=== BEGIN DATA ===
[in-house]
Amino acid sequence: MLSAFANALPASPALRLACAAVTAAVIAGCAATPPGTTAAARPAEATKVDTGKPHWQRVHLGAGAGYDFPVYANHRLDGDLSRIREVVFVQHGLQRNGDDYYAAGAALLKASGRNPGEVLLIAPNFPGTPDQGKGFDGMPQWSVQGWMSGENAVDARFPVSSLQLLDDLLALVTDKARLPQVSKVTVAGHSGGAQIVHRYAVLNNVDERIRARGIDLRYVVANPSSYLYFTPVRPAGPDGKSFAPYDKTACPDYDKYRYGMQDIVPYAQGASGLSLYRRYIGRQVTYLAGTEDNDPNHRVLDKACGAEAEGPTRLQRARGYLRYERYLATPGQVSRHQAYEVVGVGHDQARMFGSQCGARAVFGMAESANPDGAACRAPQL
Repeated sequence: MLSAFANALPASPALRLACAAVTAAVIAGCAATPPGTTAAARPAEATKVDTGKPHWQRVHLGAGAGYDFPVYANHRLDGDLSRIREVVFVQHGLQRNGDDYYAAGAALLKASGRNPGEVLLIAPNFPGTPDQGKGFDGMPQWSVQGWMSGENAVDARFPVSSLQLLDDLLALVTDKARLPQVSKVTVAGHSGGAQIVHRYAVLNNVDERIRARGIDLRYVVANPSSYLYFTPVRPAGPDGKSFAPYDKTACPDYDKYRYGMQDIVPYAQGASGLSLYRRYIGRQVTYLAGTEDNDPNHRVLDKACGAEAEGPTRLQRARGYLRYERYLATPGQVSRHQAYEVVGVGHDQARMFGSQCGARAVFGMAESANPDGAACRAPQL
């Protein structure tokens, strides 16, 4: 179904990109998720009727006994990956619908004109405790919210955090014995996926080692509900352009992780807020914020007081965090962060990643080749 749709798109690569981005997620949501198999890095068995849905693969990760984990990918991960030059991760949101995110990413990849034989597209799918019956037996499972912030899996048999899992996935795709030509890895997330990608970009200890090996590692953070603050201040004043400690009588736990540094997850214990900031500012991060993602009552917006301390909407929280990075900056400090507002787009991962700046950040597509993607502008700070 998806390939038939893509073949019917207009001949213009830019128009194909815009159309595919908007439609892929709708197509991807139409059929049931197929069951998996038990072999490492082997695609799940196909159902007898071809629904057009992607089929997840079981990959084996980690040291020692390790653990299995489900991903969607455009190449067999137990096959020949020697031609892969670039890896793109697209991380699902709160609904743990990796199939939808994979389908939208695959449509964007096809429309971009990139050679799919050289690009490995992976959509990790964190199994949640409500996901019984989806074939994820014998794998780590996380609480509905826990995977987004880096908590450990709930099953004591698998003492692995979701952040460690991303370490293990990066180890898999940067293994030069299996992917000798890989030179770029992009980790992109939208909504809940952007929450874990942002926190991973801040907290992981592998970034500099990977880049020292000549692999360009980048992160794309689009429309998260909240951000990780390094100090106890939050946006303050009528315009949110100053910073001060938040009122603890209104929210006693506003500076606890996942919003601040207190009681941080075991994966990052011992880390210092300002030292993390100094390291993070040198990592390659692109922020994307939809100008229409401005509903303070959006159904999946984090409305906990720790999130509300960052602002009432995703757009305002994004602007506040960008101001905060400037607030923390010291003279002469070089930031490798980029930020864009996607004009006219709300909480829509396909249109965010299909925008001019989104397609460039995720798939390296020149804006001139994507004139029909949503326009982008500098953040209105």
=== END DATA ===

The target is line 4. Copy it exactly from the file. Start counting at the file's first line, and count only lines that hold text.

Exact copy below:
């Protein structure tokens, strides 16, 4: 179904990109998720009727006994990956619908004109405790919210955090014995996926080692509900352009992780807020914020007081965090962060990643080749 749709798109690569981005997620949501198999890095068995849905693969990760984990990918991960030059991760949101995110990413990849034989597209799918019956037996499972912030899996048999899992996935795709030509890895997330990608970009200890090996590692953070603050201040004043400690009588736990540094997850214990900031500012991060993602009552917006301390909407929280990075900056400090507002787009991962700046950040597509993607502008700070 998806390939038939893509073949019917207009001949213009830019128009194909815009159309595919908007439609892929709708197509991807139409059929049931197929069951998996038990072999490492082997695609799940196909159902007898071809629904057009992607089929997840079981990959084996980690040291020692390790653990299995489900991903969607455009190449067999137990096959020949020697031609892969670039890896793109697209991380699902709160609904743990990796199939939808994979389908939208695959449509964007096809429309971009990139050679799919050289690009490995992976959509990790964190199994949640409500996901019984989806074939994820014998794998780590996380609480509905826990995977987004880096908590450990709930099953004591698998003492692995979701952040460690991303370490293990990066180890898999940067293994030069299996992917000798890989030179770029992009980790992109939208909504809940952007929450874990942002926190991973801040907290992981592998970034500099990977880049020292000549692999360009980048992160794309689009429309998260909240951000990780390094100090106890939050946006303050009528315009949110100053910073001060938040009122603890209104929210006693506003500076606890996942919003601040207190009681941080075991994966990052011992880390210092300002030292993390100094390291993070040198990592390659692109922020994307939809100008229409401005509903303070959006159904999946984090409305906990720790999130509300960052602002009432995703757009305002994004602007506040960008101001905060400037607030923390010291003279002469070089930031490798980029930020864009996607004009006219709300909480829509396909249109965010299909925008001019989104397609460039995720798939390296020149804006001139994507004139029909949503326009982008500098953040209105």